A shorter comment this time, in the anticipation that it might be read; note that by removing the necessity for tariffs--thus allowing production of the agricultural goods in parts of the world with lower labour costs--and, in the EU, necessitating consolidation of production with the related economies of scale, removing subsidies will probably lower the prices the consumer sees, not raise them.

 
At Thursday, November 10, 2005 1:02:00 p.m., Anonymous Aidan Kehoe said...

Oh, and --

It seems obvious to me that the production of necessities like wheat and milk should not be left to the market to determine, because it may choose simply not to provide them.

That's almost impossible. Once there's a scarcity, or it's perceived that there might be one, people will ramp up their production in anticipation of higher prices. And the world market is so big and so flexible that wheat and milk will be to be had somewhere, though maybe at prices that will make potatoes and orange juice attractive substitutes. (It is fascinating to me that most of West Africa is lactose-intolerant, and as such, lives happily without milk.)

 
At Thursday, November 10, 2005 1:08:00 p.m., Blogger Drew Shiel said...

Aidan Kehoe wrote:

note that by removing the necessity for tariffs--thus allowing production of the agricultural goods in parts of the world with lower labour costs--and, in the EU, necessitating consolidation of production with the related economies of scale, removing subsidies will probably lower the prices the consumer sees, not raise them.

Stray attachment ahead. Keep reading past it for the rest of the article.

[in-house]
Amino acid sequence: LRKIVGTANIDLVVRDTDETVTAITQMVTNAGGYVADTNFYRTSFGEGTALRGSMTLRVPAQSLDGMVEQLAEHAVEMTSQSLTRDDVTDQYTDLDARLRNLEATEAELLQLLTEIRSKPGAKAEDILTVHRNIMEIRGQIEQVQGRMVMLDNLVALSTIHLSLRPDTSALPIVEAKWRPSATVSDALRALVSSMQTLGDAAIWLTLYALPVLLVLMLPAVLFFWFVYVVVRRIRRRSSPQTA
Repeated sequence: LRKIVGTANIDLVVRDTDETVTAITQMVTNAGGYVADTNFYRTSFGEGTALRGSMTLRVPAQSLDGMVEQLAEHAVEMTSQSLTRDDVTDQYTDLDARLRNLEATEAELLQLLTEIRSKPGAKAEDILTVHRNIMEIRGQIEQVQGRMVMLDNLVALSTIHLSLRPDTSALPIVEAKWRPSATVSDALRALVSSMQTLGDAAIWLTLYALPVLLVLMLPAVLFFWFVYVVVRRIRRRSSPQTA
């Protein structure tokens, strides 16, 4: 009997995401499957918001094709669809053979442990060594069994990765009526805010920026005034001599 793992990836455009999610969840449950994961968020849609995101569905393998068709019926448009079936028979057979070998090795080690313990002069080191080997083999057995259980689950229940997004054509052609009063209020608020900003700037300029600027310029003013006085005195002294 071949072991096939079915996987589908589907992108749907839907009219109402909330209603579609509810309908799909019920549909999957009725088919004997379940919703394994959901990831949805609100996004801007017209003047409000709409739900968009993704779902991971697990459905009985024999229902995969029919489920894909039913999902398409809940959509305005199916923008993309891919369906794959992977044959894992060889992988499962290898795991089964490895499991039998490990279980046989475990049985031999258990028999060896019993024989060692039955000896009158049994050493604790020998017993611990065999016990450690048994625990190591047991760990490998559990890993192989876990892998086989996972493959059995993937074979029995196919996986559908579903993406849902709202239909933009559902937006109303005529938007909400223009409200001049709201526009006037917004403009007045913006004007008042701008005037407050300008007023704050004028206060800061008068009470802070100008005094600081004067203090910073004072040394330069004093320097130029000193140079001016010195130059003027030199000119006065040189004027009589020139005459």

Interesting. Could you conjecture a drop in the price of agricultural land in developed areas, where labour costs are high? Farming can't be profitable if you can be undercut by someone paying 10% of your wage bill.

 
At Thursday, November 10, 2005 1:12:00 p.m., Blogger Drew Shiel said...

Aidan Kehoe wrote:

Once there's a scarcity, or it's perceived that there might be one, people will ramp up their production in anticipation of higher prices. And the world market is so big and so flexible that wheat and milk will be to be had somewhere, though maybe at prices that will make potatoes and orange juice attractive substitutes.

Given the argument in your previous comment concerning lower labour costs, this is very likely true for the next two to three generations.

However, all that money will then be flowing out of the purchasing country, with only consumables coming in. I'm not well up enough yet on economics to say for sure, but that looks like a bad thing to me.